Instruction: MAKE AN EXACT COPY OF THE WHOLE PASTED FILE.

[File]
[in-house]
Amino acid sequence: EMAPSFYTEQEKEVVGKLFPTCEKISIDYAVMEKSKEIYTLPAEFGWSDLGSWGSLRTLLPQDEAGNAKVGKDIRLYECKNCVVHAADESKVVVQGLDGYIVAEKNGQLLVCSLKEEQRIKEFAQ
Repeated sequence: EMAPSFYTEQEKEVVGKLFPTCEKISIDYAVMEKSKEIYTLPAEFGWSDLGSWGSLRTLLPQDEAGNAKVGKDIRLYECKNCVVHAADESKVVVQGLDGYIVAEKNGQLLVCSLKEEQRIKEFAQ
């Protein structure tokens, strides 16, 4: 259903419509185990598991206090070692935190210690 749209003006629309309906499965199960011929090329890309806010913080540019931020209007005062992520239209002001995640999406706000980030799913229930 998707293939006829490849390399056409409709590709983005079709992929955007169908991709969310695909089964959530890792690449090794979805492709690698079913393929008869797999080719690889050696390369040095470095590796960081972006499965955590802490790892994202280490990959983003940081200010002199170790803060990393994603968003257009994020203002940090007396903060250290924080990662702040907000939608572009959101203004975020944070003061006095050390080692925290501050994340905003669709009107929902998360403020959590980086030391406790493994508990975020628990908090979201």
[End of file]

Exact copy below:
[in-house]
Amino acid sequence: EMAPSFYTEQEKEVVGKLFPTCEKISIDYAVMEKSKEIYTLPAEFGWSDLGSWGSLRTLLPQDEAGNAKVGKDIRLYECKNCVVHAADESKVVVQGLDGYIVAEKNGQLLVCSLKEEQRIKEFAQ
Repeated sequence: EMAPSFYTEQEKEVVGKLFPTCEKISIDYAVMEKSKEIYTLPAEFGWSDLGSWGSLRTLLPQDEAGNAKVGKDIRLYECKNCVVHAADESKVVVQGLDGYIVAEKNGQLLVCSLKEEQRIKEFAQ
């Protein structure tokens, strides 16, 4: 259903419509185990598991206090070692935190210690 749209003006629309309906499965199960011929090329890309806010913080540019931020209007005062992520239209002001995640999406706000980030799913229930 998707293939006829490849390399056409409709590709983005079709992929955007169908991709969310695909089964959530890792690449090794979805492709690698079913393929008869797999080719690889050696390369040095470095590796960081972006499965955590802490790892994202280490990959983003940081200010002199170790803060990393994603968003257009994020203002940090007396903060250290924080990662702040907000939608572009959101203004975020944070003061006095050390080692925290501050994340905003669709009107929902998360403020959590980086030391406790493994508990975020628990908090979201």